At JPL productions, he shared his time between managing a company and hands on production. It was not uncommon to see him in a studio, entertaining customers while a production was in progress or even sitting at the director's chair, leading the actors on the stage.
Mining through his numerous travel slides, he still hosted a weekly column on Bon dimanche until it expanded to its own time slot. Ladouceur hosted a few episodes of a new show called 'Bon voyage on Télé-Métropole.
Summer vacation was spent in Saguenay, at the invite of the Murdoch family, whose wife dabbled in watercolors. He traveled the region in search of interesting subjects and returned with a dozen watercolors.
In addition to TV commercial production, the main fare of JPL productions, J. P. Ladouceur wanted to expand the range of services provided by his subsidiary. This resulted in a series of four programs titled Québec sait faire ( Quebec knows how ) that showcased the talents and dynamic new businesses that were sprouting in Quebec at that time.
This innovative concept of combining documentary information and musical performance was repeated in the following months under a different title Québec, c'est nous autres ( We are Quebec ). It vaunted the pride of being a Quebecer.
He traveled to Charlevoix for a week long stint leading a team of ten to shoot a TV commercial for Vachon Bakery.
De bien belles choses (Very beautiful things). Expanding on his concept, he oversaw the production of eight new episodes over the next two years.
He investigated an experimental technology hoping to use video recording to shoot cinema quality movies.
Tiens-toi bien après les oreilles à papa was an early movie using the video recording technology. The picture quality could compare to that of a TV screen blown up to cinema screen size.
Quebec, c'est nous autres #1, As was the case in these complex productions, Ladouceur would be involved in setting up the general guidelines of the project and then overlook the production from a distance.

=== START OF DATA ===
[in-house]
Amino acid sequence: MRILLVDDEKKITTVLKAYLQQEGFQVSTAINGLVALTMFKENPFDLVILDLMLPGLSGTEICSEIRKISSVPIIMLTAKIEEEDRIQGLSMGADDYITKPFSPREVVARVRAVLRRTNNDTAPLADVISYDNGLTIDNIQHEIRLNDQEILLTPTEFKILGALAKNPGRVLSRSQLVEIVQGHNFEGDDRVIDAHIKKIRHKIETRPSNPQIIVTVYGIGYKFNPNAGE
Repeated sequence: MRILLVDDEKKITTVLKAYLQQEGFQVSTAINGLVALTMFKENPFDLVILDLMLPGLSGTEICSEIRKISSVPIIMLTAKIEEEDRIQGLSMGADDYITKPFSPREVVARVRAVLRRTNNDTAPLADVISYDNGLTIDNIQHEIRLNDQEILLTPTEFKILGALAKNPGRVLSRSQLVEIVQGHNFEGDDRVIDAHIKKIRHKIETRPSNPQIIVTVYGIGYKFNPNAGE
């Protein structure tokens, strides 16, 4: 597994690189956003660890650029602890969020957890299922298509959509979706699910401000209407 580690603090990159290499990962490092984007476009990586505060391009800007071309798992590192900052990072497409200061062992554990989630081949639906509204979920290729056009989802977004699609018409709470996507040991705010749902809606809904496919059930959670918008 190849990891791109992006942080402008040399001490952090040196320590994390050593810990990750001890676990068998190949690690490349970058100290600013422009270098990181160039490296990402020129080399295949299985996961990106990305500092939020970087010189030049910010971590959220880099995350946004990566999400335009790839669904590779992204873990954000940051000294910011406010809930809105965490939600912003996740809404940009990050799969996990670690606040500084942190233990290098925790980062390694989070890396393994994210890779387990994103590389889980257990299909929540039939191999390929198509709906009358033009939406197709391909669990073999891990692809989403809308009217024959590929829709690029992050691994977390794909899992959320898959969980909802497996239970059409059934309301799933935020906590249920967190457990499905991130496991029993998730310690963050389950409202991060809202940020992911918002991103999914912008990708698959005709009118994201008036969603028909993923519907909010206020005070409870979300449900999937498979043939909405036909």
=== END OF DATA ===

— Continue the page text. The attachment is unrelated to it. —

The video shooting experiences for cinema seemed promising as a new feature film was shot using the experimental technology.
Le p'tit vient vite a film starring Yvon Deschamps, Denis Drouin, Denise Filiatrault, Janine Sutto, resulted from those early steps.
Québec, c'est nous autres episodes 2 to 4 were produced and broadcast as planned.
Ladouceur got involved in TM expansion plans in preparation for the 1976 Olympic Games to be held in Montreal. A huge demand for TV production facilities was expected and JPL productions had to prepare accordingly.
To relax, he signed up for his first Painting Holiday in Mexico organized by the American Artist magazine starring Tom Hill AWS.
He attended a second Painting Holiday with Tom Hill AWS in Puerto Vallarta, Guatemala organized by American Artist Magazine.
Once the front cover and final embellisments were done, Souffles de vie the book on St-Francis of Assisi Ladouceur had been working on for numerous years was finally published.
As his job evolved from that of a hands on manager to that of a general manager with a broader strategic outlook, he took interest into the potential exploitation of TV rights derived from popular shows
As a senior member of TM's board of directors and as a creative, Ladouceur would regularly iget involved in the design of annual presentations to shareholders, be they, eye catching video presentations or glittering printed documents.
1974 / 1975
He resumed the 1973 Puerto Vallarta Painting Holiday with Tom Hill AWS in Guatemala interrupted by a hasty return to Montreal.